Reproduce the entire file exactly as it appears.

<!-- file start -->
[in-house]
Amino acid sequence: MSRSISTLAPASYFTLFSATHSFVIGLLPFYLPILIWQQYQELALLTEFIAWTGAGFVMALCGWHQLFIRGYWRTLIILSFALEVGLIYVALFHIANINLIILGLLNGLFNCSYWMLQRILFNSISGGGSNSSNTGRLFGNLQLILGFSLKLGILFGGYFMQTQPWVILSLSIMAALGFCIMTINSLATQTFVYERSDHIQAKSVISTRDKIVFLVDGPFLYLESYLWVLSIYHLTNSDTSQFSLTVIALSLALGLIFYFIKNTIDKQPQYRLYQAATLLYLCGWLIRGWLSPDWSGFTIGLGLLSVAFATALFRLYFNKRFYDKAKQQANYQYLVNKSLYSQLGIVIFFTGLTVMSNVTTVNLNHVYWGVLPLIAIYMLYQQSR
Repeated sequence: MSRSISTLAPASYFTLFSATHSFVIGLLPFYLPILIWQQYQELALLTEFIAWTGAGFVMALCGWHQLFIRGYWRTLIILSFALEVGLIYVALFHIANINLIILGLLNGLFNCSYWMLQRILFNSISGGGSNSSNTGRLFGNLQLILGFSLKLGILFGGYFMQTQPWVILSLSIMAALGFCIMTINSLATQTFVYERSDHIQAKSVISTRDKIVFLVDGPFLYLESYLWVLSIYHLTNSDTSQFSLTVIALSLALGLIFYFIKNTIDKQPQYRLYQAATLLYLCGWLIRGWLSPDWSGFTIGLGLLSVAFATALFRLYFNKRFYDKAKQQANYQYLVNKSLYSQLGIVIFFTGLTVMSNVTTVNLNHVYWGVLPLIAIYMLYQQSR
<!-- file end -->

[in-house]
Amino acid sequence: MSRSISTLAPASYFTLFSATHSFVIGLLPFYLPILIWQQYQELALLTEFIAWTGAGFVMALCGWHQLFIRGYWRTLIILSFALEVGLIYVALFHIANINLIILGLLNGLFNCSYWMLQRILFNSISGGGSNSSNTGRLFGNLQLILGFSLKLGILFGGYFMQTQPWVILSLSIMAALGFCIMTINSLATQTFVYERSDHIQAKSVISTRDKIVFLVDGPFLYLESYLWVLSIYHLTNSDTSQFSLTVIALSLALGLIFYFIKNTIDKQPQYRLYQAATLLYLCGWLIRGWLSPDWSGFTIGLGLLSVAFATALFRLYFNKRFYDKAKQQANYQYLVNKSLYSQLGIVIFFTGLTVMSNVTTVNLNHVYWGVLPLIAIYMLYQQSR
Repeated sequence: MSRSISTLAPASYFTLFSATHSFVIGLLPFYLPILIWQQYQELALLTEFIAWTGAGFVMALCGWHQLFIRGYWRTLIILSFALEVGLIYVALFHIANINLIILGLLNGLFNCSYWMLQRILFNSISGGGSNSSNTGRLFGNLQLILGFSLKLGILFGGYFMQTQPWVILSLSIMAALGFCIMTINSLATQTFVYERSDHIQAKSVISTRDKIVFLVDGPFLYLESYLWVLSIYHLTNSDTSQFSLTVIALSLALGLIFYFIKNTIDKQPQYRLYQAATLLYLCGWLIRGWLSPDWSGFTIGLGLLSVAFATALFRLYFNKRFYDKAKQQANYQYLVNKSLYSQLGIVIFFTGLTVMSNVTTVNLNHVYWGVLPLIAIYMLYQQSR